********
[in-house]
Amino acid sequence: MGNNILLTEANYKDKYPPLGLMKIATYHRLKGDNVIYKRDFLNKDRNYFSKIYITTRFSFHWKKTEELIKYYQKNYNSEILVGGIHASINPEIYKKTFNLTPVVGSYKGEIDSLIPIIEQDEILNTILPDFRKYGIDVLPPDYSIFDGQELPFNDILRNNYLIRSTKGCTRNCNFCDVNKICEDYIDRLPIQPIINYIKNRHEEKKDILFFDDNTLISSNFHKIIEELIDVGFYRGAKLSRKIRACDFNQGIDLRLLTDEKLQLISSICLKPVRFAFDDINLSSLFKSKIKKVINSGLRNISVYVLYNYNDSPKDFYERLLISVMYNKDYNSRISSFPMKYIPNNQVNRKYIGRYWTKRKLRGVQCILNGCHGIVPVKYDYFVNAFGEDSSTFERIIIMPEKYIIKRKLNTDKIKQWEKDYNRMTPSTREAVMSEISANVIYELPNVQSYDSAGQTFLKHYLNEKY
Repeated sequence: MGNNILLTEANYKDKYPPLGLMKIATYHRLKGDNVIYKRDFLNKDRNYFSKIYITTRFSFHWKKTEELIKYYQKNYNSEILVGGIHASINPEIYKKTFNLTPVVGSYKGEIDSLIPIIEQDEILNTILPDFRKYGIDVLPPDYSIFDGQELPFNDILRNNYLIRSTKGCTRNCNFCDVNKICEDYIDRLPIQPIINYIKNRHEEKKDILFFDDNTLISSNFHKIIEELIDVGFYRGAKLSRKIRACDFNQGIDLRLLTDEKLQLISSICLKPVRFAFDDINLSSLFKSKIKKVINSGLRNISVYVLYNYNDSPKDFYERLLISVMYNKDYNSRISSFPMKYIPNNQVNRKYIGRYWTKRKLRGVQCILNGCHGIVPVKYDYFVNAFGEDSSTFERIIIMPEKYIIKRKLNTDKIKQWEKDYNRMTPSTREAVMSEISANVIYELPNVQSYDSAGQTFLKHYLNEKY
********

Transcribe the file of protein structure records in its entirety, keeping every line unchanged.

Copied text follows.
[in-house]
Amino acid sequence: MGNNILLTEANYKDKYPPLGLMKIATYHRLKGDNVIYKRDFLNKDRNYFSKIYITTRFSFHWKKTEELIKYYQKNYNSEILVGGIHASINPEIYKKTFNLTPVVGSYKGEIDSLIPIIEQDEILNTILPDFRKYGIDVLPPDYSIFDGQELPFNDILRNNYLIRSTKGCTRNCNFCDVNKICEDYIDRLPIQPIINYIKNRHEEKKDILFFDDNTLISSNFHKIIEELIDVGFYRGAKLSRKIRACDFNQGIDLRLLTDEKLQLISSICLKPVRFAFDDINLSSLFKSKIKKVINSGLRNISVYVLYNYNDSPKDFYERLLISVMYNKDYNSRISSFPMKYIPNNQVNRKYIGRYWTKRKLRGVQCILNGCHGIVPVKYDYFVNAFGEDSSTFERIIIMPEKYIIKRKLNTDKIKQWEKDYNRMTPSTREAVMSEISANVIYELPNVQSYDSAGQTFLKHYLNEKY
Repeated sequence: MGNNILLTEANYKDKYPPLGLMKIATYHRLKGDNVIYKRDFLNKDRNYFSKIYITTRFSFHWKKTEELIKYYQKNYNSEILVGGIHASINPEIYKKTFNLTPVVGSYKGEIDSLIPIIEQDEILNTILPDFRKYGIDVLPPDYSIFDGQELPFNDILRNNYLIRSTKGCTRNCNFCDVNKICEDYIDRLPIQPIINYIKNRHEEKKDILFFDDNTLISSNFHKIIEELIDVGFYRGAKLSRKIRACDFNQGIDLRLLTDEKLQLISSICLKPVRFAFDDINLSSLFKSKIKKVINSGLRNISVYVLYNYNDSPKDFYERLLISVMYNKDYNSRISSFPMKYIPNNQVNRKYIGRYWTKRKLRGVQCILNGCHGIVPVKYDYFVNAFGEDSSTFERIIIMPEKYIIKRKLNTDKIKQWEKDYNRMTPSTREAVMSEISANVIYELPNVQSYDSAGQTFLKHYLNEKY